A conjunction can include other celestial objects besides planets — for example, moons, asteroids, or stars. In our article, we list the upcoming conjunctions of the Moon and planets, so you can learn which planet is close to the Moon tonight.
Some people confuse a planetary conjunction and a planetary alignment, sometimes referred to as a “planet parade.” A conjunction implies a shorter than usual distance between objects in the sky, while an alignment means that planets line up in a row in the same area of the sky, as seen from the Earth.
Locating planets with Sky Tonight
You can easily locate planets in the sky above you with the help of Sky Tonight. Just follow these steps:
- Launch the app and type the name of the planet you're looking for in the search bar.
- Tap the blue target button next to the relevant result, and the app will show you the planet's location on the sky map.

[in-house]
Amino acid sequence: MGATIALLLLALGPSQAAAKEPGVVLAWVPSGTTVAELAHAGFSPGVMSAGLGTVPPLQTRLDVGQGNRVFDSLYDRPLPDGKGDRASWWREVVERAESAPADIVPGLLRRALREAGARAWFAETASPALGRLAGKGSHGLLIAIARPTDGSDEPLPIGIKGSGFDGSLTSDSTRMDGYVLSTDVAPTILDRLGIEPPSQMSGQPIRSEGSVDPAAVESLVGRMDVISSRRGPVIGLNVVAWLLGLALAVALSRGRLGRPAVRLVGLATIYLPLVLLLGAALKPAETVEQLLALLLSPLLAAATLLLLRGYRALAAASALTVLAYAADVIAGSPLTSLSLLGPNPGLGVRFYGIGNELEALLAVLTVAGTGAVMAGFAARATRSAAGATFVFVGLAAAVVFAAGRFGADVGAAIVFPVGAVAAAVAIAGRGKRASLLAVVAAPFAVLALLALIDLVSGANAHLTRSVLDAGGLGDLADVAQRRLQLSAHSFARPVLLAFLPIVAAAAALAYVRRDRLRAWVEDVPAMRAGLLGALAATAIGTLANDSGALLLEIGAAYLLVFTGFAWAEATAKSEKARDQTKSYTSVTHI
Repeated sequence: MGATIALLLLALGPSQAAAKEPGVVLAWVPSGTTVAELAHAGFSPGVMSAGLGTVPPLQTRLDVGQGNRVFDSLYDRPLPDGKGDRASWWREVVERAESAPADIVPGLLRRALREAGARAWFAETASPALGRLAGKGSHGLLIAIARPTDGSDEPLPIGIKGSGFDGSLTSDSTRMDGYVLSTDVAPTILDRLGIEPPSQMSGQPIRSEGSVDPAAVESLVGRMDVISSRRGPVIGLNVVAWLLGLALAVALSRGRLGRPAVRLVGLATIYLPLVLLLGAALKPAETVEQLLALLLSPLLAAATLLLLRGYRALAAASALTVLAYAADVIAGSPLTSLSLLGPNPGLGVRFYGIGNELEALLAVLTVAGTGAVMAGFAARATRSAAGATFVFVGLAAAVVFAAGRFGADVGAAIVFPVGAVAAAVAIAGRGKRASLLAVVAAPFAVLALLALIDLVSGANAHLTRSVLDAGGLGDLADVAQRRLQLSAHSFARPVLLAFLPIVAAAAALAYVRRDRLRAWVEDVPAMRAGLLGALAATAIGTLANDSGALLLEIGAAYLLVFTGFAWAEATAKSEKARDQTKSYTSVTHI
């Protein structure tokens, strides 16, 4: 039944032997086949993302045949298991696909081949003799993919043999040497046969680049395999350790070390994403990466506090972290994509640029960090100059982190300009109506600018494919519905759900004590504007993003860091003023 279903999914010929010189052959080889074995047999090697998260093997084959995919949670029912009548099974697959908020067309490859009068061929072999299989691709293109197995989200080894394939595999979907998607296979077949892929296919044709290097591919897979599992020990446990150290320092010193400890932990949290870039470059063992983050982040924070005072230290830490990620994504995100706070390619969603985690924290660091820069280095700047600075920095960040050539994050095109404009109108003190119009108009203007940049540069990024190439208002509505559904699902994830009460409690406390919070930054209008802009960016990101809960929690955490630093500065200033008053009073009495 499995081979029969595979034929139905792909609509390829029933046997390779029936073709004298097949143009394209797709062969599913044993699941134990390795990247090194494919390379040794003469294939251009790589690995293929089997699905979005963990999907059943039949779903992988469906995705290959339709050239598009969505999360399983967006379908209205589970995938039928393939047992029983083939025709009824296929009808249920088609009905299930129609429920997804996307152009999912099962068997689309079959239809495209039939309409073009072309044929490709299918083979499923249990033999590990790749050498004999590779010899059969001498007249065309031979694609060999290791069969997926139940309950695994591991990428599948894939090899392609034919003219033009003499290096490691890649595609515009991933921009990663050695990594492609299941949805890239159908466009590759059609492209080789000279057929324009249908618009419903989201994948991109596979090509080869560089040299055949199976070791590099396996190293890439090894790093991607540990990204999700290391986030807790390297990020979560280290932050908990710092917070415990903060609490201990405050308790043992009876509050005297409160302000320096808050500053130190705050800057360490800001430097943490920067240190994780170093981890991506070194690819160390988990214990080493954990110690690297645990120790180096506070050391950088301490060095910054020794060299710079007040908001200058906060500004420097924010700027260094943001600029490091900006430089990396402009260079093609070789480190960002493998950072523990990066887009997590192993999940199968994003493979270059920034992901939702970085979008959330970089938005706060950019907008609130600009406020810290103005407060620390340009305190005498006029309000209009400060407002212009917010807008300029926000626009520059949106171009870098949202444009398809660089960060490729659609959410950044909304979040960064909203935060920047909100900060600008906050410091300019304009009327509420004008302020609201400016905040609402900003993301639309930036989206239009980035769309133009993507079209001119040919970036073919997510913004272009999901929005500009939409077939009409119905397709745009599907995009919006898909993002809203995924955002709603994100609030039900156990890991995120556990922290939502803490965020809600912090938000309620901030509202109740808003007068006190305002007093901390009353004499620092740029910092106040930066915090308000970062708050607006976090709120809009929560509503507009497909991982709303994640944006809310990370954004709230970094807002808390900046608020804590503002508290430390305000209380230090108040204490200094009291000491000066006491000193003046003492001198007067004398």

- Tap the blue compass button to find the planet's actual position in the sky above you. A white arrow will appear on your screen, so you can follow it until you spot the planet. The app's image matches the real sky.
December 28: Mercury-Mars
On December 28, at 00:31 GMT (December 27, 8:31 p.m. EDT), Mercury (mag 2.1) will pass 3°34' from Mars (mag 1.4) in the constellation Ophiuchus. Observing conditions will be poor from both hemispheres as the planets will be close to the Sun. Be careful when observing objects close to our star — its bright light could damage your eyesight. You can view this event safely in the Sky Tonight app.
January 27, 2024: Mercury-Mars
In 2024, the planetary conjunction with the least apparent distance (among those visible to the naked eye) will occur on January 27, at 15:48 GMT (11:48 a.m. ET). Mercury (mag -0.2) will pass within 0°12' of Mars (mag 1.3). During this event, the planets will be almost as close as Jupiter and Saturn were during the Great Conjunction in 2020. Both planets will be visible to the naked eye in the morning, just before sunrise. From the Northern Hemisphere, Mars and Mercury will be low above the southeastern horizon in the constellation Sagittarius. From the Southern Hemisphere, the planets will be a little higher.